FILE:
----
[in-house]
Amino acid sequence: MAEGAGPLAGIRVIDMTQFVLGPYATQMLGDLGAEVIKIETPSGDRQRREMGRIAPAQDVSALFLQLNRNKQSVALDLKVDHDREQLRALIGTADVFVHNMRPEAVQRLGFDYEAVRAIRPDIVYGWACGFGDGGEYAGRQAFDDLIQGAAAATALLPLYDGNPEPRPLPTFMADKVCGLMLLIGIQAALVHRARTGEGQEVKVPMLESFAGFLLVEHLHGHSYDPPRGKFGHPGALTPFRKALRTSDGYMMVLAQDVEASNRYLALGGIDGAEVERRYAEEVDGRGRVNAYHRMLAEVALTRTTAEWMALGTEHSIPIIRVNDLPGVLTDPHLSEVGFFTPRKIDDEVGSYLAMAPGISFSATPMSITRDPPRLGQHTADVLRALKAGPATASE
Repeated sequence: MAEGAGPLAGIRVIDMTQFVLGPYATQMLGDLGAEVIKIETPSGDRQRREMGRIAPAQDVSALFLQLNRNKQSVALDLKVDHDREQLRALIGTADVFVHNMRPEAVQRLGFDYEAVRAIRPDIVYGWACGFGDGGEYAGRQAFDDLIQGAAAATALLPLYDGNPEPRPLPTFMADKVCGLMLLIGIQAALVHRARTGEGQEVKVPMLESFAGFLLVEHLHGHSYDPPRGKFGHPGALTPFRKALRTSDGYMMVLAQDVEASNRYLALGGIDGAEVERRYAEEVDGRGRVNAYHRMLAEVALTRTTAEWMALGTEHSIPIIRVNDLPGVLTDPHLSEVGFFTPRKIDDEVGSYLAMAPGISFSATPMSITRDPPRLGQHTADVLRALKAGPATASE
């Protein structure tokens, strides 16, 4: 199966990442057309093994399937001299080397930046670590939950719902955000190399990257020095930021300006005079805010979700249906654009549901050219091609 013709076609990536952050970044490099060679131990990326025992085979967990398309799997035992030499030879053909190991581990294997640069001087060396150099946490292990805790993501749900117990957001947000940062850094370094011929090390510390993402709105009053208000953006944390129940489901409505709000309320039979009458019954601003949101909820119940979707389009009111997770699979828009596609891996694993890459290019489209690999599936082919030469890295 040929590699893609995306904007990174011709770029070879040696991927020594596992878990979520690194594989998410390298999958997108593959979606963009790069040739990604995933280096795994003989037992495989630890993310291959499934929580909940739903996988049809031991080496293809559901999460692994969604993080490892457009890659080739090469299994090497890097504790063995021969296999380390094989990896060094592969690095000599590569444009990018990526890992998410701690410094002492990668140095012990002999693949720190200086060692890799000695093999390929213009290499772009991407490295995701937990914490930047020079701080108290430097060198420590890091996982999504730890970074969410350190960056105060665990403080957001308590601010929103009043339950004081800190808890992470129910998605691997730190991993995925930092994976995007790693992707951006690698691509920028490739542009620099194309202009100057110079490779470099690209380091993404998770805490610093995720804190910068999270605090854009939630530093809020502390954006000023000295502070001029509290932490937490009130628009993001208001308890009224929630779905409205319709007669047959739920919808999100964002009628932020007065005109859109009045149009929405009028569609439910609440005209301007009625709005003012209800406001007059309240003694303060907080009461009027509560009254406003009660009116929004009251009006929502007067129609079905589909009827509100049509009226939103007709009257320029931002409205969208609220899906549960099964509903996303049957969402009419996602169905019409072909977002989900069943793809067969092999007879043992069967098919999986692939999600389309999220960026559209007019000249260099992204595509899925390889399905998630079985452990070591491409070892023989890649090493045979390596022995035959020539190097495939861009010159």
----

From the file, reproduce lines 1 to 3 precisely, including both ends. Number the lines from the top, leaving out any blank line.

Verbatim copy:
[in-house]
Amino acid sequence: MAEGAGPLAGIRVIDMTQFVLGPYATQMLGDLGAEVIKIETPSGDRQRREMGRIAPAQDVSALFLQLNRNKQSVALDLKVDHDREQLRALIGTADVFVHNMRPEAVQRLGFDYEAVRAIRPDIVYGWACGFGDGGEYAGRQAFDDLIQGAAAATALLPLYDGNPEPRPLPTFMADKVCGLMLLIGIQAALVHRARTGEGQEVKVPMLESFAGFLLVEHLHGHSYDPPRGKFGHPGALTPFRKALRTSDGYMMVLAQDVEASNRYLALGGIDGAEVERRYAEEVDGRGRVNAYHRMLAEVALTRTTAEWMALGTEHSIPIIRVNDLPGVLTDPHLSEVGFFTPRKIDDEVGSYLAMAPGISFSATPMSITRDPPRLGQHTADVLRALKAGPATASE
Repeated sequence: MAEGAGPLAGIRVIDMTQFVLGPYATQMLGDLGAEVIKIETPSGDRQRREMGRIAPAQDVSALFLQLNRNKQSVALDLKVDHDREQLRALIGTADVFVHNMRPEAVQRLGFDYEAVRAIRPDIVYGWACGFGDGGEYAGRQAFDDLIQGAAAATALLPLYDGNPEPRPLPTFMADKVCGLMLLIGIQAALVHRARTGEGQEVKVPMLESFAGFLLVEHLHGHSYDPPRGKFGHPGALTPFRKALRTSDGYMMVLAQDVEASNRYLALGGIDGAEVERRYAEEVDGRGRVNAYHRMLAEVALTRTTAEWMALGTEHSIPIIRVNDLPGVLTDPHLSEVGFFTPRKIDDEVGSYLAMAPGISFSATPMSITRDPPRLGQHTADVLRALKAGPATASE